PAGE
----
Two months before the release of this disc, Lupe Fiasco brought on unwanted attention by completely fucking up a performance of A Tribe Called Quest's "Electric Relaxation" while the legendary (yeah, I said it) crew was being honored by VH-1 for their place in hip hop history. By itself, it's not a big deal (although "Electric Relaxation" is still one of my favoritest songs ever), but then Lupe had to throw salt in the wound by telling the world that, not only had he never listened to A Tribe Called Quest, they didn't mean shit to him, because he was a gangsta, and Tribe never appealed to him like that, as they never sold billions of albums like, say, a MC Hammer. In defense of Lupe, it isn't a requirement for rappers to be familiar with their elders in order to carve out a career for themselves. That said, Lupe came off as a fucking idiot, because, at the very least, he should have taken all of the criticism he received (mainly, that an artist whose sound closely resembles that of Tribe should at least become a bit familiar with their work) and just sat down and fucking listened to their albums instead of opening his mouth and basically trashing Tribe, which led to Q-Tip revealing that Tribe had never asked Lupe to perform with them anyway, that he was forced upon them by VH-1. Why does any of this matter? "Paris, Tokyo" is, by far, the most Tribe-esque song Lupe has recorded to date, and it is a good song, although Q-Tip does a better job with this type or material. I even like the video, which has a mid-nineties vibe, as Lupe is supposedly filmed in all of these exotic locales, but continues to rap no matter where the camera catches him, whether it be on a plane, a train, or hitchhiking. Inevitably, proving there was no true bad blood, Q-Tip (along with Pharrell Williams of The Neptunes) appeared on this track's remix, but nothing could top the original's laid-back exterior. Fuck, this commentary was long.

The hook is pretty awful, and the beat completely switches up after a promising intro. Sigh. Although it's pretty obvious that Snoop recorded his verse in a different galaxy, he still sounds like he was trying to impress Lupe during his verse: um, Calvin, you realize that you've been in the game much longer than Lupe, right? Shouldn't he be trying to impress you?

The beat on here is actually pretty cool. Definitely a different sound than what a lot of folks may be expecting from a Lupe Fiasco song, which makes this track pretty damn enjoyable.

This song wasn't so bad. Some of Lupe's lines are funny as shit, and the hook, provided by Nikki Jean, doesn't come off as cheesy as you would think, considering the song's title. Still, there's something about this song that comes off as too preachy for a recommendation from Max.

The hook is both lazy and relaxing: figure that one out. With its slow-moving, piano-driven pace, this song truly shouldn't work, but for the most part, it's alright.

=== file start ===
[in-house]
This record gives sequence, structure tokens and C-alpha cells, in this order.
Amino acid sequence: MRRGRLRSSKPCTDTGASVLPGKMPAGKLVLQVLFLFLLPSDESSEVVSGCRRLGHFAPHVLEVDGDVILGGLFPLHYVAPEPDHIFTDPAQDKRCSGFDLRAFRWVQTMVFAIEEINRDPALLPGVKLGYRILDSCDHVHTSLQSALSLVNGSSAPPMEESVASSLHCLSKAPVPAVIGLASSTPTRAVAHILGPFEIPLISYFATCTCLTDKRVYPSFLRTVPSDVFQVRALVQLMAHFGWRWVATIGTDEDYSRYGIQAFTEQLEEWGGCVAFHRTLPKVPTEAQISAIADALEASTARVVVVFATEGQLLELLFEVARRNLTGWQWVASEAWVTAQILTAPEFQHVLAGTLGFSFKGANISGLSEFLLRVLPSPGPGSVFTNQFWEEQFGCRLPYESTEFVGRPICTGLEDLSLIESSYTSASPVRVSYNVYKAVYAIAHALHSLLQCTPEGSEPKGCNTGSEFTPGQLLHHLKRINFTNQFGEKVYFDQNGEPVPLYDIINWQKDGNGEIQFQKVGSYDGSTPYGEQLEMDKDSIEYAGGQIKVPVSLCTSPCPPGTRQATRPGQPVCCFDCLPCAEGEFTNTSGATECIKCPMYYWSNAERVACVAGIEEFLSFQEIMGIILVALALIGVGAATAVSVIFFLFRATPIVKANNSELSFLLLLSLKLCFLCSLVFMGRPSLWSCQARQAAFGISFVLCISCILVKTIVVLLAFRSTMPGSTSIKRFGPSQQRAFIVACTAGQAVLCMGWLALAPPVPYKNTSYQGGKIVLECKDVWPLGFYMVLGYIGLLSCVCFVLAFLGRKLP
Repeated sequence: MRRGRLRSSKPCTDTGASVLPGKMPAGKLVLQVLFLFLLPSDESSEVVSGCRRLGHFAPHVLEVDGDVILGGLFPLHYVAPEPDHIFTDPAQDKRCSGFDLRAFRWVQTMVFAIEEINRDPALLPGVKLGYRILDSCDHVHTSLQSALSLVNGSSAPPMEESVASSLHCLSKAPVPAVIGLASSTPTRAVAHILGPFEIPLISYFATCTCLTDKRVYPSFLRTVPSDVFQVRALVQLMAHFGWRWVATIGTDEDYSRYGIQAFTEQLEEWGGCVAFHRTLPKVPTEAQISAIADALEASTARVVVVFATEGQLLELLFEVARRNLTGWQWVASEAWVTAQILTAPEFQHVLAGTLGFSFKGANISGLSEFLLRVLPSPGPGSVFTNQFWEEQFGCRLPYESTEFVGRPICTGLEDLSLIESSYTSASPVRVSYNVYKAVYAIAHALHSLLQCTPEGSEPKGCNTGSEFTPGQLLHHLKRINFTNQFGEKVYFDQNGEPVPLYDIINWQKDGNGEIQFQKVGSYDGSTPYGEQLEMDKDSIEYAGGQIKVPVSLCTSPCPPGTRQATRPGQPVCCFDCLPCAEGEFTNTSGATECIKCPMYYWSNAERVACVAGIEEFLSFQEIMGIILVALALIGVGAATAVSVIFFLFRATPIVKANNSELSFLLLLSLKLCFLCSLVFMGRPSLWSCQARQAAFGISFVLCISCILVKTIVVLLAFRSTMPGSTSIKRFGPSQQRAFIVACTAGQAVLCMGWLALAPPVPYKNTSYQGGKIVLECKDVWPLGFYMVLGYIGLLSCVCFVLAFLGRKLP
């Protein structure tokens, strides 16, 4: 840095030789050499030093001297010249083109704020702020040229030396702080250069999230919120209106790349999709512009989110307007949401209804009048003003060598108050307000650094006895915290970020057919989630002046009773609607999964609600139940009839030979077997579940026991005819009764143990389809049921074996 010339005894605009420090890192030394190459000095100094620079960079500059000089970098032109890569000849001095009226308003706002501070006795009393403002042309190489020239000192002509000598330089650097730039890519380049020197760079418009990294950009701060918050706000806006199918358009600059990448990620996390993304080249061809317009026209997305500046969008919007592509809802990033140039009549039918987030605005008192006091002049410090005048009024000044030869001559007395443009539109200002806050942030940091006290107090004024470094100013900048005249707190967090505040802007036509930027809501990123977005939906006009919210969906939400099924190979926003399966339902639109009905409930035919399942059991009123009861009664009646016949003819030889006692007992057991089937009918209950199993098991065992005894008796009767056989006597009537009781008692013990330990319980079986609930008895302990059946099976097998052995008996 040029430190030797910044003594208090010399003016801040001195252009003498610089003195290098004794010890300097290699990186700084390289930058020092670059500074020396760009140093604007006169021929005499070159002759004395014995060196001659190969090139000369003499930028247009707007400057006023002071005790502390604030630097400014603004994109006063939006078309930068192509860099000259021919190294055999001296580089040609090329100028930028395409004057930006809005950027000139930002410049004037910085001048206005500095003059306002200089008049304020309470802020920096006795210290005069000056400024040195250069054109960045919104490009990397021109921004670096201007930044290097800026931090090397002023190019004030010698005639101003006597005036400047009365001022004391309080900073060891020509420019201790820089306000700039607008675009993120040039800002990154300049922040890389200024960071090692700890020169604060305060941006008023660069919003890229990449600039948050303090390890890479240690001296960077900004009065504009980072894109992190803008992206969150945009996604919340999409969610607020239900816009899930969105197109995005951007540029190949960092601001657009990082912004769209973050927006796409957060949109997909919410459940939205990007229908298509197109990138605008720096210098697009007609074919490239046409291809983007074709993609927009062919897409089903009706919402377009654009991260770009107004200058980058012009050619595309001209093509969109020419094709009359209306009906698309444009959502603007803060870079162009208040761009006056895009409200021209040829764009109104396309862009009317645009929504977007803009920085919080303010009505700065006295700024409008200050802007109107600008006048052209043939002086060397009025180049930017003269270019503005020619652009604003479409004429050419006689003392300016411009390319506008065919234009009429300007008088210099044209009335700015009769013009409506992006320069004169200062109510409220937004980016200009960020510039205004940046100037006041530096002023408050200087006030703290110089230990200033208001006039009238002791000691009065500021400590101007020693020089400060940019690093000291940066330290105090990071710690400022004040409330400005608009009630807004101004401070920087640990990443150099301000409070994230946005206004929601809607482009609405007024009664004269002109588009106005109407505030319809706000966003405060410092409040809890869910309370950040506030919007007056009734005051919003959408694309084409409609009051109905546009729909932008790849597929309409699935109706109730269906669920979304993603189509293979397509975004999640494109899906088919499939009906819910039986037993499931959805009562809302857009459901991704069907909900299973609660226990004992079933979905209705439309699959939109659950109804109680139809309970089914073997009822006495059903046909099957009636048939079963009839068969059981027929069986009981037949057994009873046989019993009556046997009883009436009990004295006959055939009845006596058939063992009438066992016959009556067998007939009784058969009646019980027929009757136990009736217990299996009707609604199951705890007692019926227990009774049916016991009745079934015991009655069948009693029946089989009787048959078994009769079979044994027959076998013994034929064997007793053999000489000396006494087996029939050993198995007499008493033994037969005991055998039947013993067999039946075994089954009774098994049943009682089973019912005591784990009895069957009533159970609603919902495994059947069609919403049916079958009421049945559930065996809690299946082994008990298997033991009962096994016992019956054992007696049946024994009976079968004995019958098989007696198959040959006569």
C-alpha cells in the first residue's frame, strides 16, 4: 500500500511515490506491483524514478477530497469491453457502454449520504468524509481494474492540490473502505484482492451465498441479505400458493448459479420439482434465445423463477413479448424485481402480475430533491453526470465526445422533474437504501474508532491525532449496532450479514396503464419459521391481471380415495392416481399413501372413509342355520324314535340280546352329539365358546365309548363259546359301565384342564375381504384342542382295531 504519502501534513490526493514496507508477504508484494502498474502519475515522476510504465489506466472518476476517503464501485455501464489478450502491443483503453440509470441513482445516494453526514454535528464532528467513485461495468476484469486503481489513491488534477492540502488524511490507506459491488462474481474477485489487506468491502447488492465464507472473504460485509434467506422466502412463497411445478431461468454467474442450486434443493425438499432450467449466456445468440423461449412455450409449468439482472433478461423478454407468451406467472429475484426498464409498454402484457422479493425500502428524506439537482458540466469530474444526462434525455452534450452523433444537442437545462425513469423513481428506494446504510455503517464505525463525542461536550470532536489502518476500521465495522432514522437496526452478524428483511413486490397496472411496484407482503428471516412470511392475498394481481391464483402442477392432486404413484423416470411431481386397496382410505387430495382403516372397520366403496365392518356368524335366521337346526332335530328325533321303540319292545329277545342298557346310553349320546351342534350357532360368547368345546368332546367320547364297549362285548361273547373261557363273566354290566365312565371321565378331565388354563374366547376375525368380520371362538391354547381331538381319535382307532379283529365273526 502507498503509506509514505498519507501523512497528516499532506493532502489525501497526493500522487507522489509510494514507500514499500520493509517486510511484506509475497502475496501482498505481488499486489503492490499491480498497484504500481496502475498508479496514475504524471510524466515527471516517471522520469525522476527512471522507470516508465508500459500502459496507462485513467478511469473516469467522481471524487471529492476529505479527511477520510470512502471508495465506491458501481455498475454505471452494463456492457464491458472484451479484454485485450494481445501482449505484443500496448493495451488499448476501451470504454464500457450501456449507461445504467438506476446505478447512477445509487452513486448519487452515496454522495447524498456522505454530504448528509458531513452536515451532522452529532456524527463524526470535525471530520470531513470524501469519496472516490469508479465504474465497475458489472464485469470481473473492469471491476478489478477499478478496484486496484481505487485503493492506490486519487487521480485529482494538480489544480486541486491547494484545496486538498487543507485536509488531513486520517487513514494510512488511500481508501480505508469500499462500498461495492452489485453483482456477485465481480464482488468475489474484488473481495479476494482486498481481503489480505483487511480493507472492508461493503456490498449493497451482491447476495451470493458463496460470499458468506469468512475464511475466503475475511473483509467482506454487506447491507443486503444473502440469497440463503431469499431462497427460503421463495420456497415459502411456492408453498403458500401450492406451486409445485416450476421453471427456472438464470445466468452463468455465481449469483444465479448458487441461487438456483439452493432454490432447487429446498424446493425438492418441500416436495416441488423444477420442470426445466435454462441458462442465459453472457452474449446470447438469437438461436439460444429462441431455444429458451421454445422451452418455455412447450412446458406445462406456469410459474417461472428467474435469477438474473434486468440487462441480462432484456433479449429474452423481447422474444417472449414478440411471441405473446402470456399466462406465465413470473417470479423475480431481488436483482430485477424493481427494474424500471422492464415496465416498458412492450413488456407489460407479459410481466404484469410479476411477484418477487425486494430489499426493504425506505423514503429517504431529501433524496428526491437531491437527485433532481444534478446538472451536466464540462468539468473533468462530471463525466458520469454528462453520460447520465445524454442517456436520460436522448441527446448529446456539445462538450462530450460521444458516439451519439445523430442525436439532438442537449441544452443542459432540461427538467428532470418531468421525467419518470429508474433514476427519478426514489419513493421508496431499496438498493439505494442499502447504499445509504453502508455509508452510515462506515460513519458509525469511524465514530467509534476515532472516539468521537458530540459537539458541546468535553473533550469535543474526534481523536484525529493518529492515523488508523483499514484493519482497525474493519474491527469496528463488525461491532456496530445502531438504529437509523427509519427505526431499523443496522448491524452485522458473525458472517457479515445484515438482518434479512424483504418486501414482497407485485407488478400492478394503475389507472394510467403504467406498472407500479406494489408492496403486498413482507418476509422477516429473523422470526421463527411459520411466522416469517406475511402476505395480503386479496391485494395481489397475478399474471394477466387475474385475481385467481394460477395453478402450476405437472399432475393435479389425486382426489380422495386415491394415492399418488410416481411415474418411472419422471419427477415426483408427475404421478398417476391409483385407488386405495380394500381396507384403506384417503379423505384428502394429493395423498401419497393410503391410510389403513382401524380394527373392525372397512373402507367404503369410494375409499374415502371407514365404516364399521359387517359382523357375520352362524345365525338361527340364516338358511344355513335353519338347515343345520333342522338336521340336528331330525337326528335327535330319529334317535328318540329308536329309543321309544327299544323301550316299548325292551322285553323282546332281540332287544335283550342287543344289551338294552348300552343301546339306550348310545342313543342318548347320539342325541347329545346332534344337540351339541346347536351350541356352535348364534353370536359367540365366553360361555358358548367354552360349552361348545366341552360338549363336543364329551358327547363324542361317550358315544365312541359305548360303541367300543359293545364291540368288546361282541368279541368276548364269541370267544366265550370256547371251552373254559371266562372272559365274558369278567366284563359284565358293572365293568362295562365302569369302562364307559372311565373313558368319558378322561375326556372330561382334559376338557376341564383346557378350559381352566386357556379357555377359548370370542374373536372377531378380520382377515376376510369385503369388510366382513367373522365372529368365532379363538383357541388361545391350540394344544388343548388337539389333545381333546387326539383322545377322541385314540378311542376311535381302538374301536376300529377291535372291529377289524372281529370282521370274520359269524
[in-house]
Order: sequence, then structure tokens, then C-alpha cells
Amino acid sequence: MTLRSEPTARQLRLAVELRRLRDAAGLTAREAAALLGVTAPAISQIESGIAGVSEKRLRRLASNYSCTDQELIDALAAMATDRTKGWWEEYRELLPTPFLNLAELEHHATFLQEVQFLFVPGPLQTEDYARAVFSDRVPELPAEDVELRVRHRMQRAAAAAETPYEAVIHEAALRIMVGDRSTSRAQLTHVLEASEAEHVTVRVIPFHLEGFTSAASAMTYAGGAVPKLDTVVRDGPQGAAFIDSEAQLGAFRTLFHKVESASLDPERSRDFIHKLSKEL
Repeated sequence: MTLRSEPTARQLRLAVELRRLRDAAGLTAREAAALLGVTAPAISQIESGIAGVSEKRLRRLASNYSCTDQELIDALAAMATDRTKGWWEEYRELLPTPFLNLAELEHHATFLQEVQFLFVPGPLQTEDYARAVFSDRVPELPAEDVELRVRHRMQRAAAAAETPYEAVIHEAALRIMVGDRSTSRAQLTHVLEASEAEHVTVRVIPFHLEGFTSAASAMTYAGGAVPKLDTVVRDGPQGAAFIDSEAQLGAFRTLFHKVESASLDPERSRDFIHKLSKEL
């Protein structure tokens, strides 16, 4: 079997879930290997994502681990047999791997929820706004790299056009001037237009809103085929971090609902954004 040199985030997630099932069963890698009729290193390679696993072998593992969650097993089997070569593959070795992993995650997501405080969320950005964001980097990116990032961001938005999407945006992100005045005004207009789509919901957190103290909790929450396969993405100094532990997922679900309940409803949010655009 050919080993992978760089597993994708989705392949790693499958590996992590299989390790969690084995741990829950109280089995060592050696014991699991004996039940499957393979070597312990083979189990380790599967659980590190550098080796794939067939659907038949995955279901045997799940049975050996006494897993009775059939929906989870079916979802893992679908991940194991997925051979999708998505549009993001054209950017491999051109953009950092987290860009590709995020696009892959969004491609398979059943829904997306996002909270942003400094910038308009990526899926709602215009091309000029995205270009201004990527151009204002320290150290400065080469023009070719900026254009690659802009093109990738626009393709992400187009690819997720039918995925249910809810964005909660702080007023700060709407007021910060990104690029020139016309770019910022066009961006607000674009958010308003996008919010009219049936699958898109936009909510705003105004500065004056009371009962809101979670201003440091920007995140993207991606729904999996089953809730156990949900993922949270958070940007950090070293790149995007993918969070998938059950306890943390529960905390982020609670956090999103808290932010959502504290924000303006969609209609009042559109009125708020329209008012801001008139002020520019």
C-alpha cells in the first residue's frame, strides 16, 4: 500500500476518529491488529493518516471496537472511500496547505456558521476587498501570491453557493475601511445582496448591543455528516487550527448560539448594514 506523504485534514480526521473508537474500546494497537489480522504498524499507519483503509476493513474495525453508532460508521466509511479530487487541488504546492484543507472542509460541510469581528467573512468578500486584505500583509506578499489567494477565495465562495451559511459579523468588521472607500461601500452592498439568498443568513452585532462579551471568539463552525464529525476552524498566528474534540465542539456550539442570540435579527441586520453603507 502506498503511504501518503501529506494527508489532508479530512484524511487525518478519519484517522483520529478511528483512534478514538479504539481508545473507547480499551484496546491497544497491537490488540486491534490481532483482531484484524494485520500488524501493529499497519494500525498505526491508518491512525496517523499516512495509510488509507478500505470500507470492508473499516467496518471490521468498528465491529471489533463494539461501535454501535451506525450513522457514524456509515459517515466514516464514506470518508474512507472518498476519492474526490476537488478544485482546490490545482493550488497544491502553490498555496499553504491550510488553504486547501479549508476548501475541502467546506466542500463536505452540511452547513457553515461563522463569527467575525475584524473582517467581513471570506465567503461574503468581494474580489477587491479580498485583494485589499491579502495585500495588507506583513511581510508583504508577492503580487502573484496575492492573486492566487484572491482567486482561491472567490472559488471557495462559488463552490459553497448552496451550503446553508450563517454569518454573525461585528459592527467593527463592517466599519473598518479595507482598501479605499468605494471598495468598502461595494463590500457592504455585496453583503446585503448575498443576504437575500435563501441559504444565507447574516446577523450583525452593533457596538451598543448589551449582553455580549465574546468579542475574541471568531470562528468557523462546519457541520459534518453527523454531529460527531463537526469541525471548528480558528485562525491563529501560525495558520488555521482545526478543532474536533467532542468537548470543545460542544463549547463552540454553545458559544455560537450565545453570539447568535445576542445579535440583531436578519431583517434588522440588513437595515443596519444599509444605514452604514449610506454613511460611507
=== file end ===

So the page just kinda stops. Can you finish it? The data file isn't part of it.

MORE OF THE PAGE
This also sounds overproduced (thanks to the "Amen, Brother" drums mixed in with the strings), but I fucking love this shit. Even though the song is all about AIDS (and helps further the tale about The Streets, lest you forget this was supposed to be a concept album), this shit helps me calm the fuck down, and the singing on the hook is light years ahead of anything else on Lupe Fiasco's The Cool. My favorite track on here by far.

Patrick Stump (of Fallout Boy) produced this song: with this and "Birthday Girl", the Roots track he was featured on (that was ultimately deleted from their last album, Rising Down, due to a lack of interest from the blogging community), I feel he should perhaps stick with his own lame-ass pseudo-emo bullshit, or at least help take care of Pete Wentz's poorly-named newborn or something. I found myself liking Bishop G's contribution much more than either of Lupe's verses.

I didn't care much for this track.

As I mentioned at the end of my write-up for Lupe Fiasco's Food & Liquor, I really like this song. Lupe fails to actually say anything of merit or substance for the four minutes it takes for this track to play out, but the basic concept works, and the hooks are still pretty funny today. I seem to remember Gemstones being credited originally as Gemini, though, so I'm fairly certain the name change has to do with another rapper using the same name.

Lupe couldn't get Pink Floyd (a group he was really lobbying for) to appear on Lupe Fiasco's The Cool, so he settled for...UNKLE? The hell? UNKLE had a much more interesting sound when DJ Shadow was still a part of the team, so it should make sense when I mention that the music here was simply loud and boring (and recycled: I don't believe UNKLE actually had shit to do with the song itself, since all this appears to be is Lupe rhyming over their "Chemistry", with some drums added for good measure). Sadly, this also isn't a cover of the Beatles classic.